Academic Skills

Methods of note-making

  • Long-hand, linear notes maintain the sequence of the chapter, lecture etc. Use numbers, letters, headings and underlining to structure the material and identify key points in the argument but don’t slip into ‘dictation mode’ in lectures or copying straight from a text unless you are going to use a direct quote.
  • Key word notes and other forms of ‘personal shorthand’. Useful in some situations, such as making notes from a TV programme, but make sure that you will remember what they mean the next day.
  • Highlighting or marking a text can sometimes be useful as a ‘labour saving’ approach to identify relevant passages or key quotes - but never do this in a library book. If you own the book, or have a photocopy, make sure that you are selective as too many highlights defeat the object. A soft pencil in the page margin can be enough, but remember that you still need to focus on ‘active reading’.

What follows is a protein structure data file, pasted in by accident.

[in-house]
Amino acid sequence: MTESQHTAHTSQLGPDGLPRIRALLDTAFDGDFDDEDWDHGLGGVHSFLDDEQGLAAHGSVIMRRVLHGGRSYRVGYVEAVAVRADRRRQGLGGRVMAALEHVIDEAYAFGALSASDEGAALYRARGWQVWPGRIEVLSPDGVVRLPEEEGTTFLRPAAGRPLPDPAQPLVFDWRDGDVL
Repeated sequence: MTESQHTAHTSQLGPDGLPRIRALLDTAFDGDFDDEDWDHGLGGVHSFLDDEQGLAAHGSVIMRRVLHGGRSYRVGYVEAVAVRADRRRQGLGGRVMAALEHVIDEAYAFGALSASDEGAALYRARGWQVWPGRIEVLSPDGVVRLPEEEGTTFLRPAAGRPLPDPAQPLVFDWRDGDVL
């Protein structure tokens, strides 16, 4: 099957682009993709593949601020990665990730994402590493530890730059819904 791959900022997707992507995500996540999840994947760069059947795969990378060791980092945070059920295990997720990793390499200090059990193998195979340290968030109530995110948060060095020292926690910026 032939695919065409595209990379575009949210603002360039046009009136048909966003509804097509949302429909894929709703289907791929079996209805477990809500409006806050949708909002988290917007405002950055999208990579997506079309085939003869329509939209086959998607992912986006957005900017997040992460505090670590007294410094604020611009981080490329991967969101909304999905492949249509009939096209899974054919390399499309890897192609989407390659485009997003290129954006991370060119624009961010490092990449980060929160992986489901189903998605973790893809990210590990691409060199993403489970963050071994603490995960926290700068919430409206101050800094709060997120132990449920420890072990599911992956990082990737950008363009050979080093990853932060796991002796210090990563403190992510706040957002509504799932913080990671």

• Short Patterned notes, ‘spider diagrams’ or ‘mind maps’ are notes in a diagrammatic form, producing a condensed ‘graphic’ in which key terms and concepts are linked by arrows into chains of association. Useful as an extension of the ‘Key Word’ approach above for fast-paced talks etc. (but with a similar draw-back). Some people with a ‘visual memory’ swear by this method and add colours to emphasise connections but make sure that ‘design’ doesn’t drown out content. These maps can be used to synthesise notes from different sources.

Download Methods of Note-Making Diagram

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